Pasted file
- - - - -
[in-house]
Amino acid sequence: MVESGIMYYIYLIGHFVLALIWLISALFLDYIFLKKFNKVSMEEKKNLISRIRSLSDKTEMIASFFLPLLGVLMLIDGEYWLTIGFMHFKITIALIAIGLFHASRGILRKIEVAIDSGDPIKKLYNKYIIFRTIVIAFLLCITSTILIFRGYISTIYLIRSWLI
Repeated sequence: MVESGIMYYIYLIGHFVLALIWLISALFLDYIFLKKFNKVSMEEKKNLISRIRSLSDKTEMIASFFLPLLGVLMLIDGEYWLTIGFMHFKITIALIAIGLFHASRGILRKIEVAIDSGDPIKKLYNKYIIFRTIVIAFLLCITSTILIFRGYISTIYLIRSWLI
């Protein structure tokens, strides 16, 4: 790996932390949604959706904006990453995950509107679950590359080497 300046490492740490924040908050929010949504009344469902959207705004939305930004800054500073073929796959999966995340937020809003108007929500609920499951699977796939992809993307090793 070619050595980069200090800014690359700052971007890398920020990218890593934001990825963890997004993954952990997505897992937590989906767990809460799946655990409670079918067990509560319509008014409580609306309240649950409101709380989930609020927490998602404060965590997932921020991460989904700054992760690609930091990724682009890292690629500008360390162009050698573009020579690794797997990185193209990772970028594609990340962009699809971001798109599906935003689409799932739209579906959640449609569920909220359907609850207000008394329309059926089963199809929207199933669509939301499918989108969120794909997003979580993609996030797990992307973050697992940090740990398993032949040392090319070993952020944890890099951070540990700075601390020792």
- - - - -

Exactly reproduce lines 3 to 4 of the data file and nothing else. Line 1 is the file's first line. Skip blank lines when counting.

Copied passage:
Repeated sequence: MVESGIMYYIYLIGHFVLALIWLISALFLDYIFLKKFNKVSMEEKKNLISRIRSLSDKTEMIASFFLPLLGVLMLIDGEYWLTIGFMHFKITIALIAIGLFHASRGILRKIEVAIDSGDPIKKLYNKYIIFRTIVIAFLLCITSTILIFRGYISTIYLIRSWLI
């Protein structure tokens, strides 16, 4: 790996932390949604959706904006990453995950509107679950590359080497 300046490492740490924040908050929010949504009344469902959207705004939305930004800054500073073929796959999966995340937020809003108007929500609920499951699977796939992809993307090793 070619050595980069200090800014690359700052971007890398920020990218890593934001990825963890997004993954952990997505897992937590989906767990809460799946655990409670079918067990509560319509008014409580609306309240649950409101709380989930609020927490998602404060965590997932921020991460989904700054992760690609930091990724682009890292690629500008360390162009050698573009020579690794797997990185193209990772970028594609990340962009699809971001798109599906935003689409799932739209579906959640449609569920909220359907609850207000008394329309059926089963199809929207199933669509939301499918989108969120794909997003979580993609996030797990992307973050697992940090740990398993032949040392090319070993952020944890890099951070540990700075601390020792």